Kian-Meng Ang Weekly Review: Challenge - 016

Thursday, Jul 18, 2019| Tags: Perl

Continues from previous week.

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For a quick overview, read the original tasks and recap of the weekly challenge.

Task #1

The Pythagoras Pie Puzzle, which was originally published in the Pythagoras Magazine and made known through the Guardian’s article.

While this is a simple question, we loved how Duncan C. White described it, “Beautifully clearly described. Sounds straightforward."

The solution was quite straight forward but you just need to aware of long floating point numbers as shown in the output of Duane Powell‘s solution.

 96 3.73304861775776e-36 1.55543692406573e-37
 97 1.50877381634376e-37 4.66631077219721e-39
 98 4.57298455675327e-39 9.33262154439444e-41
 99 9.23929532895049e-41 9.33262154439446e-43
 100 9.33262154439446e-43 0

Some participants have used CPAN modules like `bignum` (Gustavo Chaves, E Choroba, and Joelle Maslak) or `Math::BigFloat` (Roger Bell West) to control the calculation and display of the floating-point precision. If we modified Gustavo Chaves‘s solution to show exact percentage of each slice, it would be something like this.


Instead of just looping through and find the largest piece of pie, both Jaldhar H. Vyas and Joelle Maslak found the answer through pre-calculated array of results. Gustavo Chaves, Michael Hamlin, Ruben Westerberg, Lubos Kolouch, Feng Chang, and Andrezgz were the participants that stopped the calculation once the largest pie have been found. Special mention of Yozen Hernandez who have used `Benchmark::Forking` CPAN module to benchmark different strategies of solving the problem. The result as shown. Read his blog post for further details on how he arrived on such result. Recommended read of the week!

#                        Rate list_pie_remaining   track_last_share
# list_pie_remaining  43203/s                 --               -88%
# track_last_piece   368816/s               754%                 --

Our of all submitted solutions, the one by Joelle Maslak was probably the most unique.

For those who are curious about floating-points in Perl, we found a cheat sheet while reviewing this task.

Task #2

This was probably the hardest and demanding task of all challenges. Some participants have to rewrite existing reference solutions to fit their own coding style or ported solutions from other programming languages. Read through all the blog posts on how each participants learned, researched, discovered, and formulated their solutions for this task.

There were two groups of participants, those who used CPAN modules to decode the base58 or also known as bitcoin alphabet and those who wrote their own base58 decoder. For the CPAN modules consumer, `Crypt::Misc` (Athanasius) and `Encode::Base58::GMP` (Roger Bell West). For those who implemented their own decoder, Adam Russell, Daniel Mantovani, Laurent Rosenfeld, Yozen Hernandez, Duncan C White, Feng Chang, Steven Wilson, E. Choroba, and Joelle Maslak.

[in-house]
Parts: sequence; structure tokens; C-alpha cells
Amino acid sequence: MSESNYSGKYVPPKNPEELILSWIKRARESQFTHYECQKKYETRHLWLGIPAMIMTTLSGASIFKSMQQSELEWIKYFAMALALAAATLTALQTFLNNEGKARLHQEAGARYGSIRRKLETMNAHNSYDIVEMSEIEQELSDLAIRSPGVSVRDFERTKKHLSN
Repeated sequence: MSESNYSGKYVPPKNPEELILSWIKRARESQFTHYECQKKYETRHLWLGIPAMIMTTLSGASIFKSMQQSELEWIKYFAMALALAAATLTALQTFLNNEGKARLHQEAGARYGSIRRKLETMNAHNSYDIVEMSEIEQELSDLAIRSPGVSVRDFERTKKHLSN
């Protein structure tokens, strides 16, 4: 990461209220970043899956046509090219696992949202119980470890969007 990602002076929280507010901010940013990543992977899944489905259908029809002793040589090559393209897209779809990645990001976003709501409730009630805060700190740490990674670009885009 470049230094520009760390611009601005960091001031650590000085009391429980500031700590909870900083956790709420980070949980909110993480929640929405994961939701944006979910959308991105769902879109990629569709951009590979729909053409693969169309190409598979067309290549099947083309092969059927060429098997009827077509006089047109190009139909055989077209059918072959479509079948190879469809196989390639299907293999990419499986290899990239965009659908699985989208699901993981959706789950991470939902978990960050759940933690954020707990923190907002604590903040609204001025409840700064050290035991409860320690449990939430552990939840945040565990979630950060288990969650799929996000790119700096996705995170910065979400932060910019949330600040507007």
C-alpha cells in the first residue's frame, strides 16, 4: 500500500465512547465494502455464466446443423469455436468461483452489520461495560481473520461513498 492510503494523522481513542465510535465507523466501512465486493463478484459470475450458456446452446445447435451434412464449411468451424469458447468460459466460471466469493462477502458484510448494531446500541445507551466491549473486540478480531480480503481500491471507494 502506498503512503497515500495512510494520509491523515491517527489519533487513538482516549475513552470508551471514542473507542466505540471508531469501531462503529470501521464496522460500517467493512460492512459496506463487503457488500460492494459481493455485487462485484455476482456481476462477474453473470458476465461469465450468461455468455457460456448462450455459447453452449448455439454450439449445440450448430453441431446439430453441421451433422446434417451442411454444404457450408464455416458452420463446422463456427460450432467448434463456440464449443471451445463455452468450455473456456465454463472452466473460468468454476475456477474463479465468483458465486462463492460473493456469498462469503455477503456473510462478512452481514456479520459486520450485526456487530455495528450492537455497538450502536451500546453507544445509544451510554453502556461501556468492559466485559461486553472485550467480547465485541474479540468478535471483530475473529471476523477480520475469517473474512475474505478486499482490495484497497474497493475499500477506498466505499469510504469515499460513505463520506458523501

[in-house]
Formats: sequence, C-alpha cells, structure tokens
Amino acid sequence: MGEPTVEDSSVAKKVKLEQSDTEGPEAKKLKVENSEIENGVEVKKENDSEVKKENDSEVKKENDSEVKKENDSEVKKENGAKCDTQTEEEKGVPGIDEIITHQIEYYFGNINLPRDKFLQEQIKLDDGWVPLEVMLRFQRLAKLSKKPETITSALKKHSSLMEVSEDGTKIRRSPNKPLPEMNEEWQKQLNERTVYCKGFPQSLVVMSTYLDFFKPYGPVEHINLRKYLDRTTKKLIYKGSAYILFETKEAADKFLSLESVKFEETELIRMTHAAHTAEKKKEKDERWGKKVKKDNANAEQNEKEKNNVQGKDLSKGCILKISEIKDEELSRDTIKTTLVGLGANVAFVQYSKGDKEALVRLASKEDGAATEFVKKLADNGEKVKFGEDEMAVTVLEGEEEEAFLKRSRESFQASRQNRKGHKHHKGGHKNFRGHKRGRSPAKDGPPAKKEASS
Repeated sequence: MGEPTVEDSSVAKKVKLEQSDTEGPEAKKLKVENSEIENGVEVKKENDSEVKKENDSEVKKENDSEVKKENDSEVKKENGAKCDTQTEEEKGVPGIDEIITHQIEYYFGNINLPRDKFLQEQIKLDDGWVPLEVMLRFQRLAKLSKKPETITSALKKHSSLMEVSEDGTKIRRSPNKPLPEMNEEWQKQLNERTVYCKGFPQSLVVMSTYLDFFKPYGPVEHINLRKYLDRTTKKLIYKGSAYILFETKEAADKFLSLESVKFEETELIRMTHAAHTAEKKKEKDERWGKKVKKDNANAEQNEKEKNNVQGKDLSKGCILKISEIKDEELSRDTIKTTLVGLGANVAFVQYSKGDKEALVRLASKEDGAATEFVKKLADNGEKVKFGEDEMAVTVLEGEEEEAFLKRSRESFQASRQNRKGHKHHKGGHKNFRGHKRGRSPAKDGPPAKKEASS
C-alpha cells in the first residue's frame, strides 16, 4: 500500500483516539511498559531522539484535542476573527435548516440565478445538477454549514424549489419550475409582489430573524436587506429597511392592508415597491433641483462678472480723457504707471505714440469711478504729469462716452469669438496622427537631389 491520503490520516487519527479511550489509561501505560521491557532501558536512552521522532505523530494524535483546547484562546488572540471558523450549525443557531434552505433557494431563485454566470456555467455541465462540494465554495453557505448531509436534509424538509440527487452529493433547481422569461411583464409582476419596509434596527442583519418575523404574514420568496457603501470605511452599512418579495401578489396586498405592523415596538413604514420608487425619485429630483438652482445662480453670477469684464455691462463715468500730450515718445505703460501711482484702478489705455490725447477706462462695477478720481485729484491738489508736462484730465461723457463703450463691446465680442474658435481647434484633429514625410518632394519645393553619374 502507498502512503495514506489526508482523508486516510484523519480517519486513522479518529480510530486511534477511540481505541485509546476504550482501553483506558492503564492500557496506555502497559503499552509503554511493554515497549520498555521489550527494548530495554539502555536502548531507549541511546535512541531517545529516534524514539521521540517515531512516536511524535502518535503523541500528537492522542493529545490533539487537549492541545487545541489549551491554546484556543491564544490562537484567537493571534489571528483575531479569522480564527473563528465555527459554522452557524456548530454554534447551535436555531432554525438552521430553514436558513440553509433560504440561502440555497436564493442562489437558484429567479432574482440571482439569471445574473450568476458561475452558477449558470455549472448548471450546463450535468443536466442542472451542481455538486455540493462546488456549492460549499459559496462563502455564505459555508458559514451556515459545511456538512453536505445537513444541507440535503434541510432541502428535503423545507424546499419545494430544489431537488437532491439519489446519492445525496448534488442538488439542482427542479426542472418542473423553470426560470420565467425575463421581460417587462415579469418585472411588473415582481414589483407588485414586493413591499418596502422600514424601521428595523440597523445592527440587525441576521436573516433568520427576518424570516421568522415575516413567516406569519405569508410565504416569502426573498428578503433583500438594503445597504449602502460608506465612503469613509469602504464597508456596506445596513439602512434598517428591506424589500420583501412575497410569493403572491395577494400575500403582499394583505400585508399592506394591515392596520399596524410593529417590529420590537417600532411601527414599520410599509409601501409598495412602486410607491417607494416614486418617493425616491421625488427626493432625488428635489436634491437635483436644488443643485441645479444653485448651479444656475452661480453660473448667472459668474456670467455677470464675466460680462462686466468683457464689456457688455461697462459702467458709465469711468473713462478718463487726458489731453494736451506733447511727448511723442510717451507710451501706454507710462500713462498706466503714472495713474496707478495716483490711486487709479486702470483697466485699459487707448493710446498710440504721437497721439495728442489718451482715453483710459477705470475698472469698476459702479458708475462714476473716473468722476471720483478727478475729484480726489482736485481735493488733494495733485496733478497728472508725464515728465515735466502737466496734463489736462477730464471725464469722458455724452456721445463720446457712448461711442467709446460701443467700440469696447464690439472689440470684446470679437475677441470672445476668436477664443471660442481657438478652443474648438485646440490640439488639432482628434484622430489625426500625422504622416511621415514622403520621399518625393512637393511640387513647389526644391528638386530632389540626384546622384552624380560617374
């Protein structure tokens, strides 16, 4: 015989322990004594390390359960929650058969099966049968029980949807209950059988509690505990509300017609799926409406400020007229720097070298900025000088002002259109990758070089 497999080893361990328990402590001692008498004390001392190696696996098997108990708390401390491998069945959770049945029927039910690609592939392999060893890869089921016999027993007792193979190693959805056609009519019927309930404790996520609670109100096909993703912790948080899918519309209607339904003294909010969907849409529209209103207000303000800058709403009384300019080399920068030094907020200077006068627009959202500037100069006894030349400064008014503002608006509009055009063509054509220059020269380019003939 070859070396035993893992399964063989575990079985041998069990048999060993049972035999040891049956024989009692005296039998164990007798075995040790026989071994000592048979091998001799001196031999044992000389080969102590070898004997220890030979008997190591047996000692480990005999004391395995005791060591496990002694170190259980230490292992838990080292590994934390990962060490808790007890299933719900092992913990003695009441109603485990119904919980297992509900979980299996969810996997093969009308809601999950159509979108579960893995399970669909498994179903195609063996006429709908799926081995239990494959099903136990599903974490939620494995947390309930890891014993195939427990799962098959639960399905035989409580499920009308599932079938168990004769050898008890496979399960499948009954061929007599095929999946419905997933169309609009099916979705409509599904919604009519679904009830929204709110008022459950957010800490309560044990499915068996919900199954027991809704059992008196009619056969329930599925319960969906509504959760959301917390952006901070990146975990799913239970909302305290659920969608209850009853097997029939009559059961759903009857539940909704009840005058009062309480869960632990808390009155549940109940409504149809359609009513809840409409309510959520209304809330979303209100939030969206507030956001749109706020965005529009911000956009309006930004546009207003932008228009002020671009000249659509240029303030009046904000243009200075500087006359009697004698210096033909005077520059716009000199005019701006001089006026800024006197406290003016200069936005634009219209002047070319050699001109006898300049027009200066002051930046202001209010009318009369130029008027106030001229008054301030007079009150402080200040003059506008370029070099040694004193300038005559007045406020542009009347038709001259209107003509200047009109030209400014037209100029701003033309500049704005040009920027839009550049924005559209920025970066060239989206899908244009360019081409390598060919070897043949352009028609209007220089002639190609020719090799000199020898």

While there were many ways used to declare the base58 alphabets which excluded certain characters, we found these two distinctive methods which help to improve readability. First one by Daniel Mantovani (his solution have very well-written comments, same went to Steven Wilson and Joelle Maslak as well) and the second one by E. Choroba.

Which is your preferred way?

By Daniel Matovani

# we start by defining an array with the ordered symbols of the
# base 58 representation
# note the "holes" left to highlight the non existing characters
# (number "0", upper case letter "I", upper case letter "O", and
# lower case letter "l"

my @base58 = qw {
  1 2 3 4 5 6 7 8 9
  A B C D E F G H   J K L M N   P Q R S T U V W X Y Z
  a b c d e f g h i j k   m n o p q r s t u v w x y z

By E. Choroba

my @b58 = grep /[^0IOl]/, 0 .. 9, 'A' .. 'Z', 'a' .. 'z';

The unorthodox solution of the week went to Lubos Kolouch. His solution basically delegate the validation to an online web service.

Task #3

There was no solutions submitted for this task. Perhaps there was an error in obtaining the API key as experienced by Athanasius? Or maybe everyone spent more on time on Task #2 which was quite demanding and don’t have time left for this task? Nevertheless, do send in your answers, especially for those who have never try this task before.

Blog Posts

Regular and new members who recently blogged about this test.

(1) Pizza Party for 100 by Veesh Goldman

Brand new post by this participant and lively discussion on solving the first task mathematically.

(2) Pythagoras Bitcoin with Perl 6 by Arne Sommer

The usual step-by-step walk through in Perl 6. Numerous approaches to solve Task #2 was an interesting read.

(3) Perl Weekly Challenge 016 by Adam Russell

Regular post on this week challenges.

(4) Perl Weekly Challenge #016 by Athanasius

You know who got the smallest slice in Task #1? Do you want to learn more about bitcoin? Read his post.

(5) Perl Weekly Challenge # 16: Pythagoras Pie by Laurent Rosenfeld

There was an one-liner solution to the first Task #1 in case you missed it.

(6) Perl Weekly Challenge # 16: Bitcoin Addresses by Laurent Rosenfeld

Full write-up on how he solved Task #2.

(7) Perl Weekly Challenge 16: Torturing Your Party Guests With The Pythagoreas Pie Puzzle by Yozen Hernandez

Very detailed write-up on solving the Task #1, especially on benchmarking and visualizing the solution. Recommended read of the week.

(8) Perl Weekly Challenge 16: Decoding a Bitcoin Address in Perl by Yozen Hernandez

He mentioned a good point about Bitcoin address, which is a very big number.

(9) Perl Weekly Challenge 016: Pythagoras Pie Puzzle and Bitcoin Address Validation by E. Choroba

If you need to visualize the missing slice of the pie in task #1 and difficulties he faced on Task #2.


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